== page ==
By Abigail Cloutier
Increasing COVID-19 cases on Youngstown State University’s campus are sending students home for the remainder of the fall semester after Nov. 24. Many universities adopted the same policy earlier in their fall semesters to mitigate travel-related spread of the virus.
“The travel for Thanksgiving probably doesn’t touch us as much as it does a lot of universities. I’d say 80-85% of our students are from right around here. So really, the Thanksgiving travel didn’t have as much to do with us moving primarily remote,” university president James Tressel said. “So, as the numbers really spiked, we were sitting in October with a handful of positives, and we get to a dozen, and all of a sudden we get to 30 plus.”
After Thanksgiving break from Nov. 25-27, the last week of classes and finals week will be primarily online, according to an email sent to YSU students Thursday. Campus will remain open for the last two weeks of fall semester and facilities like residence halls, the library and meal services will still be available.
Last week, YSU reported 37 new cases, and Monday the dashboard showed 43 cases. Most of these cases are classified as students living off-campus, which includes university apartments such as the Courtyards, University Edge and the Enclave. Only a handful of these cases were staff members. YSU does not include unconfirmed cases in its total, such as students who quarantine for possible exposure to the virus.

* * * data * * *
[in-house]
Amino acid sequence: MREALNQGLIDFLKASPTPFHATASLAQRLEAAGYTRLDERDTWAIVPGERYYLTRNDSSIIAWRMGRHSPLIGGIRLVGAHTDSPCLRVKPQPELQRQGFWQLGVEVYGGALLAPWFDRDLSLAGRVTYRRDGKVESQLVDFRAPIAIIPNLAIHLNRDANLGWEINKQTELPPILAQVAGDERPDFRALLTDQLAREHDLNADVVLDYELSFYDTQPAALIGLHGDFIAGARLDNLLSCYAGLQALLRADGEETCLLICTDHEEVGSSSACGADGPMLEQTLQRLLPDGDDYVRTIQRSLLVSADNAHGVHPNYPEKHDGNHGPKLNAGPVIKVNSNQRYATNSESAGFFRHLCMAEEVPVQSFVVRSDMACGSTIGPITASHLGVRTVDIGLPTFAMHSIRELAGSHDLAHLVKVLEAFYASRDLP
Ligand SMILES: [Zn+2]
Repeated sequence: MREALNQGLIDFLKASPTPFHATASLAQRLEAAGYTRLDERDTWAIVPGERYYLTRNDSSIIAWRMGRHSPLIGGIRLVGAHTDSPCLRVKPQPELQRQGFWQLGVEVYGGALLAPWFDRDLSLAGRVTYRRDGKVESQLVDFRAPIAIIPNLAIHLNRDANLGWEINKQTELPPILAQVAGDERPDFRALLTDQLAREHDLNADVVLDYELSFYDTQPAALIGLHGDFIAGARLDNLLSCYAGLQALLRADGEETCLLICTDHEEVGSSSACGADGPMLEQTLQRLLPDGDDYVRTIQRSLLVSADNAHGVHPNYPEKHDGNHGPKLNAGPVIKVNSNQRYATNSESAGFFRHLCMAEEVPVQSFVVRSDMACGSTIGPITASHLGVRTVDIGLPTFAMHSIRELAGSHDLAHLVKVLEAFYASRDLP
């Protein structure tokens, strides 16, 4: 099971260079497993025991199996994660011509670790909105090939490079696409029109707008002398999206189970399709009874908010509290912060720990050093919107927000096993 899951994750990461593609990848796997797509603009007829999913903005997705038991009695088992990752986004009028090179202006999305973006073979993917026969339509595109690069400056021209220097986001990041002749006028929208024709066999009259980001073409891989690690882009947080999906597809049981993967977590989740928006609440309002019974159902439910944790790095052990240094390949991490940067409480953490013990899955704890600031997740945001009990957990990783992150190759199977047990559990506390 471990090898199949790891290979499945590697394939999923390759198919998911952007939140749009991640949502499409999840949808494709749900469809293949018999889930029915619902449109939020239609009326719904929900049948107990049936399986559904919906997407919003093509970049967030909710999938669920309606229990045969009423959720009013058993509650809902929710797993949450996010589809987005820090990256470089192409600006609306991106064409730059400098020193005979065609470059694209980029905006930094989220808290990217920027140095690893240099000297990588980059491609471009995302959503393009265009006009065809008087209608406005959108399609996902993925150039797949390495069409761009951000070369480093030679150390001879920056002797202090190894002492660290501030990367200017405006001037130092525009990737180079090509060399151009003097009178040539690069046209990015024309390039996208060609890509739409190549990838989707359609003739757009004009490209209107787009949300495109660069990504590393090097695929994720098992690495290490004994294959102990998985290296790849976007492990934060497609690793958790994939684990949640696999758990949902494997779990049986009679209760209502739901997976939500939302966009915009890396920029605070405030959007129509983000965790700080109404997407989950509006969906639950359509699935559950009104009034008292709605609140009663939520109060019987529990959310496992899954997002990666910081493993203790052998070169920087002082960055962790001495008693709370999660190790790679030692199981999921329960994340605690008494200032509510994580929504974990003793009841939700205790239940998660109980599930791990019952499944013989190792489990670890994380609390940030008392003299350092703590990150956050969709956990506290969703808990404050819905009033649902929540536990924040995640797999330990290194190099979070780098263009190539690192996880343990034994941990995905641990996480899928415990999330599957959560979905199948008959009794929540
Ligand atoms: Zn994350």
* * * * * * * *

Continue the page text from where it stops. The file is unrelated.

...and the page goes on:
It’s an increase reflected throughout the state. Ohio Gov. Mike DeWine implemented a curfew, going into effect today, from 10 p.m. to 5 a.m. lasting 21 days. The majority of Ohio counties are in the red alert level of COVID-19 spread.
Yesterday, YSU offered free BinaxNOW Rapid Antigen Testing to students, faculty and staff before Thanksgiving break. The university has not yet decided if they will change the academic calendar for the spring 2021 semester.
“Spring breaks were invented because people needed breaks. And not just the students, but the faculty,” Tressel said. “So we’re going to be talking about that quite a bit here, but in the next month, we don’t really need to make that decision real quickly, keeping an eye on how things are going from a COVID standpoint, and also weighing in the whole mental health part of it.”
Yesterday, Pfizer and BioNTech concluded their phase-3 study of their COVID-19 vaccine candidate. According to Pfizer, the vaccine has 95% efficacy. However, the data is not yet peer reviewed by independent researchers. Another vaccine candidate from Moderna shows similar efficacy rates. Both vaccine candidates must receive government approval before distribution and manufacturing. According to NPR and Dr. Anthony Fauci, director of National Institute of Allergy and Infectious Diseases, vaccinations could begin in December, but the vaccine is not expected to be widely available until 2021.